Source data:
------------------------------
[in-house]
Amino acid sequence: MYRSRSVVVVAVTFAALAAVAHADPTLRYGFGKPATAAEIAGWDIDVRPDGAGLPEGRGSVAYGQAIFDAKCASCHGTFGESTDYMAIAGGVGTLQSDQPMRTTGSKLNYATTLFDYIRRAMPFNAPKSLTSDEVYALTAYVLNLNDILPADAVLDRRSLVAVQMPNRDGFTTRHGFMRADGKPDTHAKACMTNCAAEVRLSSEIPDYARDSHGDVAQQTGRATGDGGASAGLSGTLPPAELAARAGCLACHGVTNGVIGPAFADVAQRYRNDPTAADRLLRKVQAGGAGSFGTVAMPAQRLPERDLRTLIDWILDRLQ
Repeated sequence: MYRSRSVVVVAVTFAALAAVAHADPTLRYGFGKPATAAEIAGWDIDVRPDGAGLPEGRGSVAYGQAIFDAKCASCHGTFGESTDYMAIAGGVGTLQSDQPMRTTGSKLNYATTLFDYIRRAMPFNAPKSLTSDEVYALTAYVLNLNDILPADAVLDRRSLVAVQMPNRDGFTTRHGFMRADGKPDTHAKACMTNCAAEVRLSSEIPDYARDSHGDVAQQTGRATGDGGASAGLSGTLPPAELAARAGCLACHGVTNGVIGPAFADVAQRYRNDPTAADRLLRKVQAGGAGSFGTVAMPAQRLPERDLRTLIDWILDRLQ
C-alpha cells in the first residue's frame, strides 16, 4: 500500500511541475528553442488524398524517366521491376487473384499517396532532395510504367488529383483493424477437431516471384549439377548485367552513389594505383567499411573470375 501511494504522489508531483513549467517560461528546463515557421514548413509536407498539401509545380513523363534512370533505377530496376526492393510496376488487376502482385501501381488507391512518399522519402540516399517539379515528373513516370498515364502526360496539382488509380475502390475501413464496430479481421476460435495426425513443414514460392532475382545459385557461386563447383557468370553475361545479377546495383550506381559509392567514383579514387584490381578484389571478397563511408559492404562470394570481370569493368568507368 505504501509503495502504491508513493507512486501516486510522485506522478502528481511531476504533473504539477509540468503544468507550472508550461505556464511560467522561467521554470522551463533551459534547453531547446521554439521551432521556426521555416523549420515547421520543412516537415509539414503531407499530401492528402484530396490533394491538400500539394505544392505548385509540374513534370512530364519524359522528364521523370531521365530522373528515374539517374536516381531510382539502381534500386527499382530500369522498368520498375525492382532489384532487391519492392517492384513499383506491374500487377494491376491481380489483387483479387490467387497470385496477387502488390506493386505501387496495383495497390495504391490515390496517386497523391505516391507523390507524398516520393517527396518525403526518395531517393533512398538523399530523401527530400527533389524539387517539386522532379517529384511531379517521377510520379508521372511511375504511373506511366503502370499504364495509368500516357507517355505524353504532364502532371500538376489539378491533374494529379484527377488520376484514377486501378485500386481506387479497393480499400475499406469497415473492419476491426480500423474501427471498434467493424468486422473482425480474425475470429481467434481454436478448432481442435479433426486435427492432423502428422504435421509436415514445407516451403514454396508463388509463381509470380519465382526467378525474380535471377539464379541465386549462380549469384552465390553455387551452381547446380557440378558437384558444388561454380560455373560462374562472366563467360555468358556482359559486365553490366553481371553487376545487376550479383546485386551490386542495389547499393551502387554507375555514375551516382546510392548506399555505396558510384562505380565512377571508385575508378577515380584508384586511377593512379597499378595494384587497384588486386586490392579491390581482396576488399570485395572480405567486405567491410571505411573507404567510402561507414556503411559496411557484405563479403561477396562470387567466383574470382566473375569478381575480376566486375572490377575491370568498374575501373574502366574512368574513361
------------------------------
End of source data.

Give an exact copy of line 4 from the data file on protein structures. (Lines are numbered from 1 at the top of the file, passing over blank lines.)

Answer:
C-alpha cells in the first residue's frame, strides 16, 4: 500500500511541475528553442488524398524517366521491376487473384499517396532532395510504367488529383483493424477437431516471384549439377548485367552513389594505383567499411573470375 501511494504522489508531483513549467517560461528546463515557421514548413509536407498539401509545380513523363534512370533505377530496376526492393510496376488487376502482385501501381488507391512518399522519402540516399517539379515528373513516370498515364502526360496539382488509380475502390475501413464496430479481421476460435495426425513443414514460392532475382545459385557461386563447383557468370553475361545479377546495383550506381559509392567514383579514387584490381578484389571478397563511408559492404562470394570481370569493368568507368 505504501509503495502504491508513493507512486501516486510522485506522478502528481511531476504533473504539477509540468503544468507550472508550461505556464511560467522561467521554470522551463533551459534547453531547446521554439521551432521556426521555416523549420515547421520543412516537415509539414503531407499530401492528402484530396490533394491538400500539394505544392505548385509540374513534370512530364519524359522528364521523370531521365530522373528515374539517374536516381531510382539502381534500386527499382530500369522498368520498375525492382532489384532487391519492392517492384513499383506491374500487377494491376491481380489483387483479387490467387497470385496477387502488390506493386505501387496495383495497390495504391490515390496517386497523391505516391507523390507524398516520393517527396518525403526518395531517393533512398538523399530523401527530400527533389524539387517539386522532379517529384511531379517521377510520379508521372511511375504511373506511366503502370499504364495509368500516357507517355505524353504532364502532371500538376489539378491533374494529379484527377488520376484514377486501378485500386481506387479497393480499400475499406469497415473492419476491426480500423474501427471498434467493424468486422473482425480474425475470429481467434481454436478448432481442435479433426486435427492432423502428422504435421509436415514445407516451403514454396508463388509463381509470380519465382526467378525474380535471377539464379541465386549462380549469384552465390553455387551452381547446380557440378558437384558444388561454380560455373560462374562472366563467360555468358556482359559486365553490366553481371553487376545487376550479383546485386551490386542495389547499393551502387554507375555514375551516382546510392548506399555505396558510384562505380565512377571508385575508378577515380584508384586511377593512379597499378595494384587497384588486386586490392579491390581482396576488399570485395572480405567486405567491410571505411573507404567510402561507414556503411559496411557484405563479403561477396562470387567466383574470382566473375569478381575480376566486375572490377575491370568498374575501373574502366574512368574513361